Rachel Brown: Aimée Nelson
Aimée Nelson’s Cave is a screen printed text relating Plato’s Allegory of the Cave, the famous thought experiment about prisoners in a cave, whose understanding of things is based on shadows, and their perceptions of reality shaped by this limited visual experience. Ironically we can’t see this at first, as the print is only visible under UV light. A torch hangs alongside, its small ultraviolet circle revealing just a few words at a time.
In Search for Truth, a fine steel tripod holds a lens in a fixed position, in front of a seemingly blank monitor. On peering through the lens, the video is revealed to be a slideshow of every page from Shadows and Enlightenment by Michael Baxandall, a text about “shadows and the visual knowledge they can offer”. Each image flashes briefly, with chapter headings and diagrams contributing to an intuitive impression, formed as much from what we have seen, as a sense of all that we haven’t.
There is a sense of play in the filtering and revealing of light and knowledge, but it’s an active, serious observation, where looking requires negotiation with the materials, and your fellow viewers. Even visual puns feel at once light-hearted and serious. Light Bulb Moment is a video of a street lamp positioned high on the wall, so that in its reflective screen we see ourselves, the bulb hovering overhead like a sudden flash of understanding. We are Disney characters with bright ideas, or Plato’s escaped prisoners suddenly seeing the world as it really is.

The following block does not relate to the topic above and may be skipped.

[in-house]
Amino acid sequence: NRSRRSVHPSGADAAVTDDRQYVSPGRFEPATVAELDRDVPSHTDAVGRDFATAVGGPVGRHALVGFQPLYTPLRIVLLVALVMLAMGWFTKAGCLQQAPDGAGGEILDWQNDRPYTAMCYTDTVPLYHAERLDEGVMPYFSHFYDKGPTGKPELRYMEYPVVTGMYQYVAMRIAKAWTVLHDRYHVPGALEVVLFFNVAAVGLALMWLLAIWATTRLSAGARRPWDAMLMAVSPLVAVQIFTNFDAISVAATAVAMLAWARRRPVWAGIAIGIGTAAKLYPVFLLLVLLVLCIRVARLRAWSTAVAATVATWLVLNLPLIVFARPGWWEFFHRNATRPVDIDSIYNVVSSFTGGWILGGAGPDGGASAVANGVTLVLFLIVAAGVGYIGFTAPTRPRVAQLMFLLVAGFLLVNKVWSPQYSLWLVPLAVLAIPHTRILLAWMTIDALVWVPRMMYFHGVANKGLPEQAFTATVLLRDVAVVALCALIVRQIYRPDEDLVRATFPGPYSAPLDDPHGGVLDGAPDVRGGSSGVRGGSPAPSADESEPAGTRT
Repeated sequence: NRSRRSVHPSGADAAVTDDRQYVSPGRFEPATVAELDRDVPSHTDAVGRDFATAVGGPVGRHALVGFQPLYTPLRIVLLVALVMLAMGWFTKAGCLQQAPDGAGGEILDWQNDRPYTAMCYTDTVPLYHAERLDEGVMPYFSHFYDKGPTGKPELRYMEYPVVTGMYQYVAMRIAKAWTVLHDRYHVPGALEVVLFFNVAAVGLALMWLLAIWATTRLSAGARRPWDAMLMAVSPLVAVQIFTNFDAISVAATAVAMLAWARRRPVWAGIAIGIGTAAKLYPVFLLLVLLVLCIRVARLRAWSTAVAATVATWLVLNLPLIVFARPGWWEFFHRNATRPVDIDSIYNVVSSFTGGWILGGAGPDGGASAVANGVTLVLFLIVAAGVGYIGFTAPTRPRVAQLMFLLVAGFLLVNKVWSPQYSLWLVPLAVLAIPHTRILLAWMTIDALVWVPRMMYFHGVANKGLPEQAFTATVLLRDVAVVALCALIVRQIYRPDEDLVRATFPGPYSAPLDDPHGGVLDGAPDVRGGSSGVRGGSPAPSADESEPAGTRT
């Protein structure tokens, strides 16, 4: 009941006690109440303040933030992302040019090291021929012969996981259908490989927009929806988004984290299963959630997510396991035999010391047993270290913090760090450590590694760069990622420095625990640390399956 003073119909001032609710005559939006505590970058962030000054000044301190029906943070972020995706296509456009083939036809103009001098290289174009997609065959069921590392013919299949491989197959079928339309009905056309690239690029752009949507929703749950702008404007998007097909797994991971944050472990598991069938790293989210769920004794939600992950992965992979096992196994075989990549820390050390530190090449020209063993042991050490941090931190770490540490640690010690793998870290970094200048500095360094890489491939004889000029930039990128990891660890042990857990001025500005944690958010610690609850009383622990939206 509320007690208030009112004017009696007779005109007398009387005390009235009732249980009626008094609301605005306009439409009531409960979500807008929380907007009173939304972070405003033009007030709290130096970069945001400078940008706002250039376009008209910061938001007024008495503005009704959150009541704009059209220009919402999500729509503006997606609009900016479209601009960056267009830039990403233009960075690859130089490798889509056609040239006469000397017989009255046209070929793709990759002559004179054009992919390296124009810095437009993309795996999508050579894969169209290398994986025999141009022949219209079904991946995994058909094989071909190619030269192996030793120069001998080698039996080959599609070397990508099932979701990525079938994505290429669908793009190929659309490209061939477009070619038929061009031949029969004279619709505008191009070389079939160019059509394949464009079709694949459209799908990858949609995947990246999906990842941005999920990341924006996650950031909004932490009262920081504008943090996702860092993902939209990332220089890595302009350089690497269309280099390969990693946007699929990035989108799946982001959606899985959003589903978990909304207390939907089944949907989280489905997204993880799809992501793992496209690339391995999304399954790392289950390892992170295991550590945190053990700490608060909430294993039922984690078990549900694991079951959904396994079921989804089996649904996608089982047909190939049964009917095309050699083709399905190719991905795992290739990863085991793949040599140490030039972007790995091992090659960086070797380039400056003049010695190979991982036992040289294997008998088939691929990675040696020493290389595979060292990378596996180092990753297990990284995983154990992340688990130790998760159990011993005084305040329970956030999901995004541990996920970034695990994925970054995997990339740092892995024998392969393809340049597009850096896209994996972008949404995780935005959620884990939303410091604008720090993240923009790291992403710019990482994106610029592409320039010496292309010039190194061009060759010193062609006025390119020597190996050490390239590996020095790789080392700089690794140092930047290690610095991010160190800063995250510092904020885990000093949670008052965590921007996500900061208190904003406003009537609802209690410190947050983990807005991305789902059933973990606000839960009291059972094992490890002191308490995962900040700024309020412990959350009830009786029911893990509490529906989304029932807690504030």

Overlooking the start-stop building works of York Street are Lens Structures 1 and 2. Both are made up of slender steel lengths with fixed hinge joins, and contain the same dynamic potential of the stilled cranes and scaffolding outside. They look like confident sketches in graphite, with some areas baffled, magnified or obscured by small lenses and mirrors and squares of fogged glass, held delicately with toothed clips at points along the steel lines. The angles appear to stretch and test their own limits. One structure stretches up from the floor, while the other is held in place by the vertical wall pipes, cantilevered lightly against itself.
There is a constant play back and forth in scale and medium, between matter and ideas, what we know and what we intuit. A fine art education can be a similar balancing act of studious scrutiny with lightness and agility. The materials Nelson uses – glass, steel, lightbulbs, mirrors – are the stuff of light and looking, as if the miraculous trick of photography has been guessed at intuitively, and its components reassembled to reveal another reality. But the trick is no less miraculous when you know how it’s done, and knowledge is as important as instinct in the pursuit of light bulb moments.